SRO uses an intelligent roof management system based on the commercially distributed ‘m1OASYS’ roll-off roof controller coupled with a custom developed roof management application that monitors weather utilizing a number of weather telemetry capture devices. Current weather conditions are then evaluated once every few seconds for any kind of actionable changes in conditions, such as cloud cover, humidity, dew levels, and/or precipitation. Should an actionable weather change be detected, the roof will then be closed to protect our clients’ equipment from any kind of adverse conditions. Once good observing conditions have been re-established, the roof will then re-open to provide optimal client access to productive observing time. This year we have improved the roof control application both by rewriting its logic used to talk directly to the M1 Oasys system and by installing direct precipitation detection into the M1 itself. We consider the direct precipitation detection particularly important since precipitation roof closure is no longer computer dependent and will activate even with full network failure.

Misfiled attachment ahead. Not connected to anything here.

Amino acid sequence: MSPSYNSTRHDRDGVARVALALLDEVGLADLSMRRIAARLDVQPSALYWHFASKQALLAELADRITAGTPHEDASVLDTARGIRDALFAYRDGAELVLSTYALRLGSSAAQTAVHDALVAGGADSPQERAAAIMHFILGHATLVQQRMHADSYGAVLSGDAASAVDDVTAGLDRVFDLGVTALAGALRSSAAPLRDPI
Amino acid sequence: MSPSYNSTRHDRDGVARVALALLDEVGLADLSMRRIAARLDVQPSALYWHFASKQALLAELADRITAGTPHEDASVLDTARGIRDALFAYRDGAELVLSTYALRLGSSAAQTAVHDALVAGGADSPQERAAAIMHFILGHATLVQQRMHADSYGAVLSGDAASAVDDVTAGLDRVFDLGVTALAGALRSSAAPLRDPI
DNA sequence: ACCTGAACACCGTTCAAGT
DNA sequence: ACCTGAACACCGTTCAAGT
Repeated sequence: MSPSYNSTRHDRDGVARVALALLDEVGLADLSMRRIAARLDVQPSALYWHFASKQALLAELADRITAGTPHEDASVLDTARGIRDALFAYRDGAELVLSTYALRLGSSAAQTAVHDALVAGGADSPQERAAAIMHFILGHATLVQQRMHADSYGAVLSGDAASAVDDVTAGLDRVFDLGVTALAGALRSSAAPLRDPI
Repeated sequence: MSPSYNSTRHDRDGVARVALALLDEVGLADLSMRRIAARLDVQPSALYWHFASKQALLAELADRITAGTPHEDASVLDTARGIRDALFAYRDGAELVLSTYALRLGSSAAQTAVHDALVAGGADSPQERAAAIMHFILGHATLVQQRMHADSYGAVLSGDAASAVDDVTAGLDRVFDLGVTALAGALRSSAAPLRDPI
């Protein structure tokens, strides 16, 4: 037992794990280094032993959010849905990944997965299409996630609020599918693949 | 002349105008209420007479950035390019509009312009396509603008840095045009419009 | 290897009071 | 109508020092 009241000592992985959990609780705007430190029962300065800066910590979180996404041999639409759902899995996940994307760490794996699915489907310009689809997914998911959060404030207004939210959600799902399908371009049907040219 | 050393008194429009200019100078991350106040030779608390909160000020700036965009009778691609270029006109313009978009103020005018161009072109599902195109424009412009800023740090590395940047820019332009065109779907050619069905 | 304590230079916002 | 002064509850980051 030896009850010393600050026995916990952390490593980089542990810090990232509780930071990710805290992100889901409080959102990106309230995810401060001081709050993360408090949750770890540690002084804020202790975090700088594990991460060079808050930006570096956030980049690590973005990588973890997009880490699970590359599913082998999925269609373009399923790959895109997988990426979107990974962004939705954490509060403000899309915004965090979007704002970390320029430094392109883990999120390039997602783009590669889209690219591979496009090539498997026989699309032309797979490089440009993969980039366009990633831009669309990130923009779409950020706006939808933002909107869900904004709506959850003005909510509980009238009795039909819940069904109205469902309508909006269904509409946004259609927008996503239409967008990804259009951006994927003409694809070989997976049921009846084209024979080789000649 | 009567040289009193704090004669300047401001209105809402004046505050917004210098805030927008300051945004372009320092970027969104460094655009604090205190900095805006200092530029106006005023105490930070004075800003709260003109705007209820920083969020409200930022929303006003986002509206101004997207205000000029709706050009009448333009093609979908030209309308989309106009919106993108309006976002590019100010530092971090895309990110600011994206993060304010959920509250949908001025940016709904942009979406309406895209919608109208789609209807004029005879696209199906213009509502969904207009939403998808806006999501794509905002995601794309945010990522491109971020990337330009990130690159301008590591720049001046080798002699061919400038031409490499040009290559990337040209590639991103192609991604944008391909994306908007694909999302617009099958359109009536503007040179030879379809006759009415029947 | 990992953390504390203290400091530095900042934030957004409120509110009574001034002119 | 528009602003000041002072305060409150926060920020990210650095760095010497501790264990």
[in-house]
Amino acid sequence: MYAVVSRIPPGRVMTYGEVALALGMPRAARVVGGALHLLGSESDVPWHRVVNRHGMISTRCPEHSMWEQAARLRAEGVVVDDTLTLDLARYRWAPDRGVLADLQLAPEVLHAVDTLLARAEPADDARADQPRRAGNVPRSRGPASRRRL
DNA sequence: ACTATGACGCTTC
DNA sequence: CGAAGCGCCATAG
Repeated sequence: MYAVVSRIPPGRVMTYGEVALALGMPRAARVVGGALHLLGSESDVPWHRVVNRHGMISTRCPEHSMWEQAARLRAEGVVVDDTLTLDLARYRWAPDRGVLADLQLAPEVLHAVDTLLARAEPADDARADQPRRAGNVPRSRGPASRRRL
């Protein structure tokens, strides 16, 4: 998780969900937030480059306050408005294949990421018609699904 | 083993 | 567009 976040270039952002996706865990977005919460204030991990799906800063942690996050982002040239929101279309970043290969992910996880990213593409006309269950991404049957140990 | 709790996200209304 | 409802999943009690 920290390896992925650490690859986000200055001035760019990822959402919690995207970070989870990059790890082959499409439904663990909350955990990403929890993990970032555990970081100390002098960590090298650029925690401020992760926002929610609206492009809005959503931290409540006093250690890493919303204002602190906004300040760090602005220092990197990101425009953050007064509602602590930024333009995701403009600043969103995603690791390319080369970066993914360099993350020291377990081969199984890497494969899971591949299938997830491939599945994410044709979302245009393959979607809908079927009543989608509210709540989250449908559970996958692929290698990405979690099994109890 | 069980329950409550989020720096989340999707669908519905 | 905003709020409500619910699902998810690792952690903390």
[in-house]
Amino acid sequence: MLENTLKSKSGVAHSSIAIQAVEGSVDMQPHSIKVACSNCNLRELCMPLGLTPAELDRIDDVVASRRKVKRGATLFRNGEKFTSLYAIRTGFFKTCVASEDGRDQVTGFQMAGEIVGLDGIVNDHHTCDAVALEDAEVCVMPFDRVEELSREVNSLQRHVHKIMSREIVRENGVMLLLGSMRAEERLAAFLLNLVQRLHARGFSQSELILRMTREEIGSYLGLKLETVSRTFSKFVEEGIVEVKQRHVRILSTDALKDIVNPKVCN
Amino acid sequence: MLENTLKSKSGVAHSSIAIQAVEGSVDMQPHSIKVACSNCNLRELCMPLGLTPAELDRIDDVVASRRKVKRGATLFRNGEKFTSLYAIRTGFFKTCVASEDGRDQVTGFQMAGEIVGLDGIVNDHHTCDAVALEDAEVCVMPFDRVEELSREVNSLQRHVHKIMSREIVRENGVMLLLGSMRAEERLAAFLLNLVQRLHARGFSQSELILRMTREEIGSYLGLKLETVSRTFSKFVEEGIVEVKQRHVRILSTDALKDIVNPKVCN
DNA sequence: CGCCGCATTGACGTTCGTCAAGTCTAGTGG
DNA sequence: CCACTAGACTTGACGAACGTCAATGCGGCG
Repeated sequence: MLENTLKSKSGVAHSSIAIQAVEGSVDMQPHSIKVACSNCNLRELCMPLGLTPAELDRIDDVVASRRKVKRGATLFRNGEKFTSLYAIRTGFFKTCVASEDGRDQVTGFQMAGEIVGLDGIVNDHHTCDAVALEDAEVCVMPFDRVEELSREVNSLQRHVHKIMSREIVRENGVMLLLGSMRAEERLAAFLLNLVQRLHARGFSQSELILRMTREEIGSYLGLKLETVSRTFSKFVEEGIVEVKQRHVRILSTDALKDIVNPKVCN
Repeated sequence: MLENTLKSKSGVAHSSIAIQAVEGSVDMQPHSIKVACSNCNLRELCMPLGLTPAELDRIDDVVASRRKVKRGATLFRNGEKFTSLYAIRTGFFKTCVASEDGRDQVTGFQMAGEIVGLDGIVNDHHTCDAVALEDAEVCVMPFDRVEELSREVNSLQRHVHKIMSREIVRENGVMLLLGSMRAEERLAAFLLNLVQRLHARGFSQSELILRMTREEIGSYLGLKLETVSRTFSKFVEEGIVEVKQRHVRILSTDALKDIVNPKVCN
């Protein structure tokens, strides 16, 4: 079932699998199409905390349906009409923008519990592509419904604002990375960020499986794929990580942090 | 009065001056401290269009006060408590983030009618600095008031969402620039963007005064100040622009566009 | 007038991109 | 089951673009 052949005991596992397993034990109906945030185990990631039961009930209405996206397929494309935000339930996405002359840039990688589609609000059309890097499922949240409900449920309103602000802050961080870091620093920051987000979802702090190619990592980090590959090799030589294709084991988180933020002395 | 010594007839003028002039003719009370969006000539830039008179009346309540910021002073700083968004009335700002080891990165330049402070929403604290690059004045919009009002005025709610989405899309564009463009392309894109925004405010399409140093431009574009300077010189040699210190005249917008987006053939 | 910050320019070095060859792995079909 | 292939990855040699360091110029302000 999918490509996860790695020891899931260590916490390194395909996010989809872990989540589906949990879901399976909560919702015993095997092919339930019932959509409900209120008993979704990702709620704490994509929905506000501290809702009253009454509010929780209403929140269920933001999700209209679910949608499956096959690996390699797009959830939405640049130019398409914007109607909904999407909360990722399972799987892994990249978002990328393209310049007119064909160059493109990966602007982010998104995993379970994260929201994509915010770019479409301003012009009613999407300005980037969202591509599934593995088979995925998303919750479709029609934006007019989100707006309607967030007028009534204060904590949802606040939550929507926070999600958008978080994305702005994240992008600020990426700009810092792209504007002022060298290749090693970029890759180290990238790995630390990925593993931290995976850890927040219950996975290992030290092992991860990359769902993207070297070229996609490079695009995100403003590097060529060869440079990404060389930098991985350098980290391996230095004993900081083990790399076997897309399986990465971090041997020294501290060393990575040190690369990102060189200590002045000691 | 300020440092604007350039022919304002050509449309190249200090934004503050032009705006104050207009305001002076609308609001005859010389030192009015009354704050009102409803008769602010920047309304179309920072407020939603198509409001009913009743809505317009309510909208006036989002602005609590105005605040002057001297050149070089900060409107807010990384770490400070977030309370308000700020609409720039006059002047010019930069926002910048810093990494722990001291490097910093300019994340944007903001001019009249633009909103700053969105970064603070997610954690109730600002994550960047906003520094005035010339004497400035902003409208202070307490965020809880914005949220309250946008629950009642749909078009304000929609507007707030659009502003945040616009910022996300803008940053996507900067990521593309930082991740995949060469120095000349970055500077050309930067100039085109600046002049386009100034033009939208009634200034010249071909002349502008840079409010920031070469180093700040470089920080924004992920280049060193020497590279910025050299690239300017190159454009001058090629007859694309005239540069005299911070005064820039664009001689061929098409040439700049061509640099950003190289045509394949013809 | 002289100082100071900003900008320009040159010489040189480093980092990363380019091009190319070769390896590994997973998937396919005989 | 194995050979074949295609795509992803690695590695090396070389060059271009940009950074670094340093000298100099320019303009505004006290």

Other Infrastructure Updates
We now have added hardware to our local network that offers both Network Time Protocol (NTP) and Precision Time Protocol (PTP). Geoff Stone, who performs photometry, has made these updates. This has been helpful for those engaged in precision astrophotography, such as those involved with occultation studies and satellite tracking.
Documentation: Although not strictly a “physical” update, we have written informational packages on how to get set-up and running at SRO, largely put together by Larry and Geoff. These documents have made startup at SRO much less complicated.
We hope this review will give you a sense of our attention to the details of a seamless and efficient infrastructure. Environmentally, there is no question that SRO is unique and well suited for remote astronomical imaging and data acquisition. However, without a sound and robust infrastructure the site would be essentially useless. For this reason we are continually upgrading the infrastructure of SRO.
The Lost Valley Observatory
Located at Sierra Remote Observatories
Keith B Quattrocchi